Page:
Last Tuesday, I sat at a funeral for one of my friends from college.
It was as heartbreaking as it sounds.
Back in college, we were a group of eight. My friend was not on the outskirts of this group, but at the core. Even within our own small circle we knew then what a gift of friendship we had in him. You would have liked him instantly, because he made you feel liked first. Laughter was easy for him, appreciation of a witty remark was a joy to him, and you were his friend from the first time he shook your hand.
We had seen each other steadily through our four years in college since we shared the same network of friends. I worked at the campus bar along with his classmate, and we crossed into each other's lives again when coincidentally I was roommates with his college girlfriend. After graduation we fell out of touch, but in a moment of serendipity eight years ago, I saw him once more.
It was toward the end of the school year, I was outside of the school's main entrance waiting for my children at pick up time, and I saw his six foot frame from around the corner. I opened my mouth when I recognized him. He looked the same. I rushed over, and from ten feet away, I heard his laugh. We had crossed paths once more. I told him I was there for my children, he said he was there for his daughter and our eyes danced back and forth as we asked about the people we had known decades ago. Our voices were filled with the familiar rise and fall of two people who share countless memories. I wondered if Crazy Becky was still crazy, and asked if William had married his girlfriend of ten years. We leaned in and said, "Remember that trip we made to the horse track? When we actually won on wild bets?!" Stories flew between us, of too many trips to Madison in too small of a car. Since then, we saw each other almost daily for the next eight years.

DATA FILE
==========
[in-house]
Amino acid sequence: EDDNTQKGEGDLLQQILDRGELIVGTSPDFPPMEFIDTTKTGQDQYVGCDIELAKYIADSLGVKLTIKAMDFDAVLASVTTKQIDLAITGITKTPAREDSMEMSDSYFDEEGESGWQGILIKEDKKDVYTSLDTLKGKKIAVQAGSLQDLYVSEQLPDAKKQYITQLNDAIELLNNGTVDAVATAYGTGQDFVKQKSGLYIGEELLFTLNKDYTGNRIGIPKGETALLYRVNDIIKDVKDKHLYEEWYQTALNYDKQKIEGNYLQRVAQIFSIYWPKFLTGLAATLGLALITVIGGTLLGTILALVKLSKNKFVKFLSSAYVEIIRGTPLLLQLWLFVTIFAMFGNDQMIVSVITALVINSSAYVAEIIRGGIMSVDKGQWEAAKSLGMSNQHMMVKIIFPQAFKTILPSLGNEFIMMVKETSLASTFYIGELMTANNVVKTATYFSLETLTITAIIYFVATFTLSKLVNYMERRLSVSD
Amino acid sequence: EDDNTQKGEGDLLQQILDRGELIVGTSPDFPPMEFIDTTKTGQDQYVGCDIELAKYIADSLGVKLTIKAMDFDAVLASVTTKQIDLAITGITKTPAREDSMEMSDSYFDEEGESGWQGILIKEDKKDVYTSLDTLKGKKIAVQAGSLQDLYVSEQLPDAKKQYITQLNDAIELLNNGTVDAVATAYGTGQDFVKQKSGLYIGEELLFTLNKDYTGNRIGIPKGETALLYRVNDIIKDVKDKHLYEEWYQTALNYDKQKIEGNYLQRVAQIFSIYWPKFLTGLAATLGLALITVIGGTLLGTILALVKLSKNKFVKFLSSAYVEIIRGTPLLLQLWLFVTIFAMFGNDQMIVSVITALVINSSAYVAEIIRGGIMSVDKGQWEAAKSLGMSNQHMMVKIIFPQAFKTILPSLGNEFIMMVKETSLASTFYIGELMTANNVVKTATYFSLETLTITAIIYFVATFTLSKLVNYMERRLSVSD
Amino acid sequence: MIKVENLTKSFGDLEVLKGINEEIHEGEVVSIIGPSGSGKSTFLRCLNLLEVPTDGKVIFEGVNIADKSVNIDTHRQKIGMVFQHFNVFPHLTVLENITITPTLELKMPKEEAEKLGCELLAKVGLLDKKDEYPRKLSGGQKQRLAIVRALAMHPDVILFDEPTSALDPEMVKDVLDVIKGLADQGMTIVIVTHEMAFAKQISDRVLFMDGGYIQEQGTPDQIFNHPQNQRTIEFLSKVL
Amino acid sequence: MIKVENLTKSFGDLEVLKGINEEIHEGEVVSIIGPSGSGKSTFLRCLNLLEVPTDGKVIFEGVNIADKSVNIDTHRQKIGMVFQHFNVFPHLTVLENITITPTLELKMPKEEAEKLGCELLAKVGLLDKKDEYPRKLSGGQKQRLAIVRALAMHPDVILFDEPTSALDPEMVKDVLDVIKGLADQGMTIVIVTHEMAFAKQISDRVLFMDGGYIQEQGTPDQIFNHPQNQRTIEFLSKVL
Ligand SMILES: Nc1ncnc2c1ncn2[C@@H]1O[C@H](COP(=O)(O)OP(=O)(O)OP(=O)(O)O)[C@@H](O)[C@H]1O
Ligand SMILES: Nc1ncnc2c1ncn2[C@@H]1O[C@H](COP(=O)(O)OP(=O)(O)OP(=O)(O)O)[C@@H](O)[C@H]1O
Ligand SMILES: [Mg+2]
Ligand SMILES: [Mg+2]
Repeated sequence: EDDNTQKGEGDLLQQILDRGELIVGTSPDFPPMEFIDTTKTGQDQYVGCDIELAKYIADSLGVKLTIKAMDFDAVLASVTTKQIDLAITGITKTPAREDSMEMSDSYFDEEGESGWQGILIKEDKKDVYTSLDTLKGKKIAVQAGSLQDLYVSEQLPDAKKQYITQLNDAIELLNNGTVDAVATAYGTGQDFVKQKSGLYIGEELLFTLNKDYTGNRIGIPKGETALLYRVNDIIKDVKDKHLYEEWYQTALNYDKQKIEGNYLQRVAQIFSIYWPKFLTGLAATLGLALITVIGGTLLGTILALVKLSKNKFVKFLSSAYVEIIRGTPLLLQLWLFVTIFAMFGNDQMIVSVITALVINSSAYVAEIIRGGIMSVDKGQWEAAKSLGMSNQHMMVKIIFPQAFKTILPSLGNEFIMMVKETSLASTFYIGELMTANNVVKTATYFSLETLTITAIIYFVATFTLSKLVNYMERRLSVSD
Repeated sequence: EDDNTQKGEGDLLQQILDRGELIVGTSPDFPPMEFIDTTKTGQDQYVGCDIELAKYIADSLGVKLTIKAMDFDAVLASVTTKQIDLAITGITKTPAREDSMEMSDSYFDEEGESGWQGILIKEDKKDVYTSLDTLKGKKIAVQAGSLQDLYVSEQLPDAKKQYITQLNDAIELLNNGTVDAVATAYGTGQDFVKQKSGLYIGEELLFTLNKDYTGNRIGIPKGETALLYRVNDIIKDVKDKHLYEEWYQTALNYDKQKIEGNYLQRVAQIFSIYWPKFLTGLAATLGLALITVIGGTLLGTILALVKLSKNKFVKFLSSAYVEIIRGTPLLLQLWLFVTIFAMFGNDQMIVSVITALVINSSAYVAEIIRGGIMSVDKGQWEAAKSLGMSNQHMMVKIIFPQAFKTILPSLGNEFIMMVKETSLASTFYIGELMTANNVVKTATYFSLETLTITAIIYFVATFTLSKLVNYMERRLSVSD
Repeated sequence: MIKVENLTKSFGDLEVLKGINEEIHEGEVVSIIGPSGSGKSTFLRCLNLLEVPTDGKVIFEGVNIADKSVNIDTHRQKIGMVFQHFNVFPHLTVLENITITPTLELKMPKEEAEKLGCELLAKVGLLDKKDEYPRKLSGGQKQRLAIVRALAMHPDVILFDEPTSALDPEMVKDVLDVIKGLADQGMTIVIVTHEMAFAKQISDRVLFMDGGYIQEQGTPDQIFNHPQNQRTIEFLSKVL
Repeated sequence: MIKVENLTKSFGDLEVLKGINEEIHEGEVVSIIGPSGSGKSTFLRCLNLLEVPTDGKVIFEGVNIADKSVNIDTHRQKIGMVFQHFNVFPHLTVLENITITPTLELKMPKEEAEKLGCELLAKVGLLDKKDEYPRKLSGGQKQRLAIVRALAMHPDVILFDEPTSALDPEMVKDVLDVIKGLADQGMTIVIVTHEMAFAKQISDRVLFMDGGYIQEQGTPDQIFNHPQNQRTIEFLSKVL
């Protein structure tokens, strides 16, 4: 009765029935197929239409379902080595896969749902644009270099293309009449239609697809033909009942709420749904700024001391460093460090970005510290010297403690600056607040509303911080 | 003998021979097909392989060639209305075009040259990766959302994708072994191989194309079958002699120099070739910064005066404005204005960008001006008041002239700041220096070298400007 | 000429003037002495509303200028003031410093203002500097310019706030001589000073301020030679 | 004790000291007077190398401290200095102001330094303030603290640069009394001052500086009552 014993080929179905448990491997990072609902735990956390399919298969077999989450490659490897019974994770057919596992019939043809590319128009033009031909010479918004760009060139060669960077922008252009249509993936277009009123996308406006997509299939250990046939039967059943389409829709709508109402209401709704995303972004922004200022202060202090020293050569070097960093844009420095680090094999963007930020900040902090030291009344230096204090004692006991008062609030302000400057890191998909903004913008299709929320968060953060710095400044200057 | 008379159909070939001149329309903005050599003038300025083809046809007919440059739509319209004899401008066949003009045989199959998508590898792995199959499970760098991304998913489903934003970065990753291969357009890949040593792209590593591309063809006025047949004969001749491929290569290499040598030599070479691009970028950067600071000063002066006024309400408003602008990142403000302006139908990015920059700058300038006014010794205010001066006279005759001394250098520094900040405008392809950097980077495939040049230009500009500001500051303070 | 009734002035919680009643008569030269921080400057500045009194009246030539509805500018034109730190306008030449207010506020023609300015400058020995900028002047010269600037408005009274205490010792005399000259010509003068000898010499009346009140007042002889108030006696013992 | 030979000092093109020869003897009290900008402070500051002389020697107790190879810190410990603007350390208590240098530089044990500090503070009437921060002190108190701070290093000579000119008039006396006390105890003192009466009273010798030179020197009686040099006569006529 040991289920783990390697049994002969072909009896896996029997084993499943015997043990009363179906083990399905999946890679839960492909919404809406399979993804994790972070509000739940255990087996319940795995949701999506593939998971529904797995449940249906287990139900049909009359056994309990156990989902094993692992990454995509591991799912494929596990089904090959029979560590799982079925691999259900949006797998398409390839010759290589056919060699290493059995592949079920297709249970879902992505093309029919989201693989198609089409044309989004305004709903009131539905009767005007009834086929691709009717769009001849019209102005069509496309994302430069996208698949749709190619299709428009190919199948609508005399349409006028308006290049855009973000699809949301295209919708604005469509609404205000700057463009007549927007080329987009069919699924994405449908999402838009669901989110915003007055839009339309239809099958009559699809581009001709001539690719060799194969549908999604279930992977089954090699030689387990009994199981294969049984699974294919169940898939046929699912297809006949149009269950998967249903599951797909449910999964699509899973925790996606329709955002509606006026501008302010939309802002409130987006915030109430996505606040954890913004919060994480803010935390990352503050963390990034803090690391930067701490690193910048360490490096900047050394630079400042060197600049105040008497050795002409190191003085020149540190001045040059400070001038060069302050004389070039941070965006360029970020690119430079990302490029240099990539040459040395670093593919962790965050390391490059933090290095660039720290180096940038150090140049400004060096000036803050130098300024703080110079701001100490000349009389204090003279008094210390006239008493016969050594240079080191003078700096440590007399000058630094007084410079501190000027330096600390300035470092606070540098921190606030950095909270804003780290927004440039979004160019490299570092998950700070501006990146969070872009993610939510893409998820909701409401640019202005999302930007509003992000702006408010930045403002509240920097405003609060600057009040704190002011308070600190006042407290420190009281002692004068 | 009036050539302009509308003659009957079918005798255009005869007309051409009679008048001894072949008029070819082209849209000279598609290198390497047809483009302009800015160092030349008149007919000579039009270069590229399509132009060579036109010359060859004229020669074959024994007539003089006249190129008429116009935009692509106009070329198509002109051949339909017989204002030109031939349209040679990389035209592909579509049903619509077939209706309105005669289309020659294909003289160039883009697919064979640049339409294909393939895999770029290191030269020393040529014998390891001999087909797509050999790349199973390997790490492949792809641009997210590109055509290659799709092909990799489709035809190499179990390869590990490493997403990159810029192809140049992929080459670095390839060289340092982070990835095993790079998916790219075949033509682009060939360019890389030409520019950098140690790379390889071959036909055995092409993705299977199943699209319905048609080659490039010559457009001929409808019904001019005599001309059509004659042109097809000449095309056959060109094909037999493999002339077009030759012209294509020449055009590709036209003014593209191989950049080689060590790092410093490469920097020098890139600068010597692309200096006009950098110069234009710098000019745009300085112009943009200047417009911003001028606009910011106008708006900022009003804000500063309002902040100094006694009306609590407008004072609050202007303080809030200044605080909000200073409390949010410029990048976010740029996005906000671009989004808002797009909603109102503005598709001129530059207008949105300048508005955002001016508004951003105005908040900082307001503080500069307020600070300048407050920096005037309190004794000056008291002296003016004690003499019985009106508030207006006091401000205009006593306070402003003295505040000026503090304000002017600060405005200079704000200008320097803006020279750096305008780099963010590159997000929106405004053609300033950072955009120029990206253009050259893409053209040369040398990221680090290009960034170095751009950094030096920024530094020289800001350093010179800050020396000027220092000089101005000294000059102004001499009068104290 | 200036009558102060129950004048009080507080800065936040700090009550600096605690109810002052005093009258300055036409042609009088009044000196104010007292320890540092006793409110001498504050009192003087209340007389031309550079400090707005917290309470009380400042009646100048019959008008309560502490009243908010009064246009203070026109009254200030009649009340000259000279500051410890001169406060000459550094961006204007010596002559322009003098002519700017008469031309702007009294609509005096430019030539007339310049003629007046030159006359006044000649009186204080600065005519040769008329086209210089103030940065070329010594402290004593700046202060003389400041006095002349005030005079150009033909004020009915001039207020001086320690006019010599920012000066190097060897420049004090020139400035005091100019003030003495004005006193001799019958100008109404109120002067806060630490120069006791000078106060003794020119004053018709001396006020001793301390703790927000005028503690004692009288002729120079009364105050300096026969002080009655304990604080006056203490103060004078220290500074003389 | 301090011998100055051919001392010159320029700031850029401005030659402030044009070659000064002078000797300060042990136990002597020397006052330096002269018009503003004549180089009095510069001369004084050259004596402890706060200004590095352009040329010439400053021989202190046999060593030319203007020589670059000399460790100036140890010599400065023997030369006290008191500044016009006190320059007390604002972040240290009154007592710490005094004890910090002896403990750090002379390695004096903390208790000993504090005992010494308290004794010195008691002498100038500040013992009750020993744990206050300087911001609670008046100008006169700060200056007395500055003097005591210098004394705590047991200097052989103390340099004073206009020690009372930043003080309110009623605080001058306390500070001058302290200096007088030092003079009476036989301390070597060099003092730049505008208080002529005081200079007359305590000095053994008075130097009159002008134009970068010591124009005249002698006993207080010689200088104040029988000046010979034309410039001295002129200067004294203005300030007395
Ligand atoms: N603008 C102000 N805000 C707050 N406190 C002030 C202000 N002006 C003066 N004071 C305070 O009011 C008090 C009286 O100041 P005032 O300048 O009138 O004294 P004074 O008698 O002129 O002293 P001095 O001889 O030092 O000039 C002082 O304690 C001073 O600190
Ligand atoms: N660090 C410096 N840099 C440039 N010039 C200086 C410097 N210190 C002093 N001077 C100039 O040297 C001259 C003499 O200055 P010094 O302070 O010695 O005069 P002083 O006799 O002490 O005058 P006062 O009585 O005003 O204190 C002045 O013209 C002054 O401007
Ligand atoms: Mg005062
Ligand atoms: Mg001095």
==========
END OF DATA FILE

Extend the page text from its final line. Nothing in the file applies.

When he fell ill late last year, I was able to hear how he was doing through school. Not wanting to intrude on this private time with his family, I asked about him through acquaintances. When I received the startling email this weekend that he had passed away on Sunday, tears caught in my throat. The weight of loss sat in my chest like a brick. I thought of his wife, his daughter, and the good person we no longer had on this earth.
He was one of the good guys.
All of this was so hard to grasp at Tuesday's funeral. I sat among his friends and family, and I know that not a one of us could understand how we came to be here, for this - for him today. I wanted to sing along to the hymns his family had chosen for him, but the ache in my throat stopped me.
The weather on Tuesday was befitting him. Unseasonably bright blue skies and temperatures warm enough to need no jacket. In front of the church sat his car, the one we had taken to Madison. As the numbers of us stood outside waiting to enter church, our lines spilled out of the church, down the length of the block, then carried into the parking lot across the street.
Every person who came, standing under a glorious blue sky, was here because of him.
He touched so many lives. We all were here, hoping to take what we had in our hearts for him and share with his wife and daughter -- somehow wishing our love for him would hold them up that day. Around us, you heard the same words murmured, "He was one of the kindest people you'd ever meet."
When you think of someone and feel deeply grateful to have known them -- that is a person who excelled in the art of being human. And that was my friend.
His greatest gift was never holding back emotion -- when he felt a good, hard laugh coming on, he let it go. When he saw you, he hugged you with both arms, lifting you off the ground. The first thing he would say to someone when he was them, was their name. That was all, but in those syllables, you heard Hello, How are you, and louder than anything, I'm happy to see you.
The only way you could walk away after seeing him, was with a smile and a warm heart.
We will miss you, my dear friend. The sky now shines brighter with you there among its stars.
“Sometimes people are beautiful.
Not in looks.
Not in what they say.
Just in what they are.”
~Markus Zusak, I Am the Messenger
I wish you peace, light, and love, my friend. I wish you our hearts full of love to accompany you on your journey to your new home now. May the memory of seeing all of us who came to say goodbye to you comfort your wife and child. May they remember our eyes as we spoke to them about you, may they carry our stories of how you excelled so on this Earth. May they never forget how not even a church was big enough to hold the number of people who came to tell you, Thank you, I am so glad I knew you.
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